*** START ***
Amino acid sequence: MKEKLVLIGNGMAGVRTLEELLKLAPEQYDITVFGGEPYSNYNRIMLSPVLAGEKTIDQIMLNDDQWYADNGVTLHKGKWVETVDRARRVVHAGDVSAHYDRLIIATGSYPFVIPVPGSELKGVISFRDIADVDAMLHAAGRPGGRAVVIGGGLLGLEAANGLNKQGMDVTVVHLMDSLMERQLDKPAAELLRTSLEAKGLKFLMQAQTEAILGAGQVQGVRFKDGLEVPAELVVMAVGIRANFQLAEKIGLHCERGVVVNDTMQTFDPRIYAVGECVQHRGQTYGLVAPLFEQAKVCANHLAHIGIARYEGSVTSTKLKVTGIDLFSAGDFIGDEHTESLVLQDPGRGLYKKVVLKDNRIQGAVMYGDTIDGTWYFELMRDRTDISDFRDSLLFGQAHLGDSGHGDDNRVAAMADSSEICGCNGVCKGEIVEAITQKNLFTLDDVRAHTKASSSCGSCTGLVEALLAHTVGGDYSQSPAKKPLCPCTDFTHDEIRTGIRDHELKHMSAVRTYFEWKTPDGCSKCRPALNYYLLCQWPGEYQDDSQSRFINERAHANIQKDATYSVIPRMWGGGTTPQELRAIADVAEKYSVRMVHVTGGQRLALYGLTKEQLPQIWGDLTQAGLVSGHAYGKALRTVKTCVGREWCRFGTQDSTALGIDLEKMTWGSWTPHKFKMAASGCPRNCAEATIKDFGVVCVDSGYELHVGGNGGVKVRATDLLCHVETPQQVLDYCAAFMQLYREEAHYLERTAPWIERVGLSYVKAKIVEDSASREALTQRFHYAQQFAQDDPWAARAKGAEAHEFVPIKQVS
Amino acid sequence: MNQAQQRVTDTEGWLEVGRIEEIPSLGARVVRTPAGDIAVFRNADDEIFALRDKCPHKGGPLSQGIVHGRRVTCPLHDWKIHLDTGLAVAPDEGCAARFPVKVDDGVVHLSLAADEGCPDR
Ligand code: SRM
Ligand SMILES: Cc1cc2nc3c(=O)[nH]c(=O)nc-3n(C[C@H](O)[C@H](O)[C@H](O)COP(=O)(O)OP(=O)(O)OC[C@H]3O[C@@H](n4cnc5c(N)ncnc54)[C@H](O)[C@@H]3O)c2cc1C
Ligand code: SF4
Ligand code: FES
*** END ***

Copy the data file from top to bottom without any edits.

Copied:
Amino acid sequence: MKEKLVLIGNGMAGVRTLEELLKLAPEQYDITVFGGEPYSNYNRIMLSPVLAGEKTIDQIMLNDDQWYADNGVTLHKGKWVETVDRARRVVHAGDVSAHYDRLIIATGSYPFVIPVPGSELKGVISFRDIADVDAMLHAAGRPGGRAVVIGGGLLGLEAANGLNKQGMDVTVVHLMDSLMERQLDKPAAELLRTSLEAKGLKFLMQAQTEAILGAGQVQGVRFKDGLEVPAELVVMAVGIRANFQLAEKIGLHCERGVVVNDTMQTFDPRIYAVGECVQHRGQTYGLVAPLFEQAKVCANHLAHIGIARYEGSVTSTKLKVTGIDLFSAGDFIGDEHTESLVLQDPGRGLYKKVVLKDNRIQGAVMYGDTIDGTWYFELMRDRTDISDFRDSLLFGQAHLGDSGHGDDNRVAAMADSSEICGCNGVCKGEIVEAITQKNLFTLDDVRAHTKASSSCGSCTGLVEALLAHTVGGDYSQSPAKKPLCPCTDFTHDEIRTGIRDHELKHMSAVRTYFEWKTPDGCSKCRPALNYYLLCQWPGEYQDDSQSRFINERAHANIQKDATYSVIPRMWGGGTTPQELRAIADVAEKYSVRMVHVTGGQRLALYGLTKEQLPQIWGDLTQAGLVSGHAYGKALRTVKTCVGREWCRFGTQDSTALGIDLEKMTWGSWTPHKFKMAASGCPRNCAEATIKDFGVVCVDSGYELHVGGNGGVKVRATDLLCHVETPQQVLDYCAAFMQLYREEAHYLERTAPWIERVGLSYVKAKIVEDSASREALTQRFHYAQQFAQDDPWAARAKGAEAHEFVPIKQVS
Amino acid sequence: MNQAQQRVTDTEGWLEVGRIEEIPSLGARVVRTPAGDIAVFRNADDEIFALRDKCPHKGGPLSQGIVHGRRVTCPLHDWKIHLDTGLAVAPDEGCAARFPVKVDDGVVHLSLAADEGCPDR
Ligand code: SRM
Ligand SMILES: Cc1cc2nc3c(=O)[nH]c(=O)nc-3n(C[C@H](O)[C@H](O)[C@H](O)COP(=O)(O)OP(=O)(O)OC[C@H]3O[C@@H](n4cnc5c(N)ncnc54)[C@H](O)[C@@H]3O)c2cc1C
Ligand code: SF4
Ligand code: FES